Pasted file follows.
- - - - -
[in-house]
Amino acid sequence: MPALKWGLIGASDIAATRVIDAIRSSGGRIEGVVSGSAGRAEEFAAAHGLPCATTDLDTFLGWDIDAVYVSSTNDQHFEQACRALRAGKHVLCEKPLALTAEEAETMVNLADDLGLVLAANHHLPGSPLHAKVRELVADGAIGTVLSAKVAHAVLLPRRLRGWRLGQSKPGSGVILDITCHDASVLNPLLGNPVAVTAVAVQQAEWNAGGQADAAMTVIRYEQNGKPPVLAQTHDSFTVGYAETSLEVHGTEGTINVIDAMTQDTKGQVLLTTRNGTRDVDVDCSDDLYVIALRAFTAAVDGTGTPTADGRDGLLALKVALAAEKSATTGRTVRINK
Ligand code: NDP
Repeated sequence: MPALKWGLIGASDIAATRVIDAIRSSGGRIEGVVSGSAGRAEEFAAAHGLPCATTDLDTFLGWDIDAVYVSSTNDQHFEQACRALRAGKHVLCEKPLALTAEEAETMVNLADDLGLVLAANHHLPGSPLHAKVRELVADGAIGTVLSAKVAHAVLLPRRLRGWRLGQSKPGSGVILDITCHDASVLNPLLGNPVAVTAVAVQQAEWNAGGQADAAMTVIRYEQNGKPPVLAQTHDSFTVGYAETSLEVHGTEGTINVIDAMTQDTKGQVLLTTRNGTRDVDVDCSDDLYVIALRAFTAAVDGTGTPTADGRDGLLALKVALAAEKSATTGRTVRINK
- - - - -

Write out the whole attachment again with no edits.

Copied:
[in-house]
Amino acid sequence: MPALKWGLIGASDIAATRVIDAIRSSGGRIEGVVSGSAGRAEEFAAAHGLPCATTDLDTFLGWDIDAVYVSSTNDQHFEQACRALRAGKHVLCEKPLALTAEEAETMVNLADDLGLVLAANHHLPGSPLHAKVRELVADGAIGTVLSAKVAHAVLLPRRLRGWRLGQSKPGSGVILDITCHDASVLNPLLGNPVAVTAVAVQQAEWNAGGQADAAMTVIRYEQNGKPPVLAQTHDSFTVGYAETSLEVHGTEGTINVIDAMTQDTKGQVLLTTRNGTRDVDVDCSDDLYVIALRAFTAAVDGTGTPTADGRDGLLALKVALAAEKSATTGRTVRINK
Ligand code: NDP
Repeated sequence: MPALKWGLIGASDIAATRVIDAIRSSGGRIEGVVSGSAGRAEEFAAAHGLPCATTDLDTFLGWDIDAVYVSSTNDQHFEQACRALRAGKHVLCEKPLALTAEEAETMVNLADDLGLVLAANHHLPGSPLHAKVRELVADGAIGTVLSAKVAHAVLLPRRLRGWRLGQSKPGSGVILDITCHDASVLNPLLGNPVAVTAVAVQQAEWNAGGQADAAMTVIRYEQNGKPPVLAQTHDSFTVGYAETSLEVHGTEGTINVIDAMTQDTKGQVLLTTRNGTRDVDVDCSDDLYVIALRAFTAAVDGTGTPTADGRDGLLALKVALAAEKSATTGRTVRINK